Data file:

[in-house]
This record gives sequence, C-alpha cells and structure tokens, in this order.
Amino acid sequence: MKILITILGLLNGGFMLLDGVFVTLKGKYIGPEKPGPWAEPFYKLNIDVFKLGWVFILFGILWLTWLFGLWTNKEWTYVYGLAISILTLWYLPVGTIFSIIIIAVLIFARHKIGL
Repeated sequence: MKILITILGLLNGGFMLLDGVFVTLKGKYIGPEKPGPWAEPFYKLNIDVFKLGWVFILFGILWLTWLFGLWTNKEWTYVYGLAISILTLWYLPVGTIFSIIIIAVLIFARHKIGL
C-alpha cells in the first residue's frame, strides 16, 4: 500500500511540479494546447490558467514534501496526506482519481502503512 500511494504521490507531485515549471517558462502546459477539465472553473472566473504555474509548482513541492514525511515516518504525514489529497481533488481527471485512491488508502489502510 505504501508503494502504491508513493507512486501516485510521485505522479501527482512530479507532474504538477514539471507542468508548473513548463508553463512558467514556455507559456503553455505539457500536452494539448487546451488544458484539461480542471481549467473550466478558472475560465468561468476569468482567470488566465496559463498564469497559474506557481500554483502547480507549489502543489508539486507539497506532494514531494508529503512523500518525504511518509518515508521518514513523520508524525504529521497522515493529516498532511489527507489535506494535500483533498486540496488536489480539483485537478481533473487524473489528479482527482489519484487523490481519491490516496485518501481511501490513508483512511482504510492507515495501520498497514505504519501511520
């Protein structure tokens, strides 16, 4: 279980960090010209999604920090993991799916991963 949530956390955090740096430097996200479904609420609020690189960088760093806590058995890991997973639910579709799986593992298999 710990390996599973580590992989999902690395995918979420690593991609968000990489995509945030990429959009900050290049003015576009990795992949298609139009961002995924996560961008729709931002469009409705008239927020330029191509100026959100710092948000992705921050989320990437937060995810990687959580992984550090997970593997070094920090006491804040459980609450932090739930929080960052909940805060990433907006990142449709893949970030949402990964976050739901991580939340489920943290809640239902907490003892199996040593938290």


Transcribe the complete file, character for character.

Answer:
[in-house]
This record gives sequence, C-alpha cells and structure tokens, in this order.
Amino acid sequence: MKILITILGLLNGGFMLLDGVFVTLKGKYIGPEKPGPWAEPFYKLNIDVFKLGWVFILFGILWLTWLFGLWTNKEWTYVYGLAISILTLWYLPVGTIFSIIIIAVLIFARHKIGL
Repeated sequence: MKILITILGLLNGGFMLLDGVFVTLKGKYIGPEKPGPWAEPFYKLNIDVFKLGWVFILFGILWLTWLFGLWTNKEWTYVYGLAISILTLWYLPVGTIFSIIIIAVLIFARHKIGL
C-alpha cells in the first residue's frame, strides 16, 4: 500500500511540479494546447490558467514534501496526506482519481502503512 500511494504521490507531485515549471517558462502546459477539465472553473472566473504555474509548482513541492514525511515516518504525514489529497481533488481527471485512491488508502489502510 505504501508503494502504491508513493507512486501516485510521485505522479501527482512530479507532474504538477514539471507542468508548473513548463508553463512558467514556455507559456503553455505539457500536452494539448487546451488544458484539461480542471481549467473550466478558472475560465468561468476569468482567470488566465496559463498564469497559474506557481500554483502547480507549489502543489508539486507539497506532494514531494508529503512523500518525504511518509518515508521518514513523520508524525504529521497522515493529516498532511489527507489535506494535500483533498486540496488536489480539483485537478481533473487524473489528479482527482489519484487523490481519491490516496485518501481511501490513508483512511482504510492507515495501520498497514505504519501511520
């Protein structure tokens, strides 16, 4: 279980960090010209999604920090993991799916991963 949530956390955090740096430097996200479904609420609020690189960088760093806590058995890991997973639910579709799986593992298999 710990390996599973580590992989999902690395995918979420690593991609968000990489995509945030990429959009900050290049003015576009990795992949298609139009961002995924996560961008729709931002469009409705008239927020330029191509100026959100710092948000992705921050989320990437937060995810990687959580992984550090997970593997070094920090006491804040459980609450932090739930929080960052909940805060990433907006990142449709893949970030949402990964976050739901991580939340489920943290809640239902907490003892199996040593938290």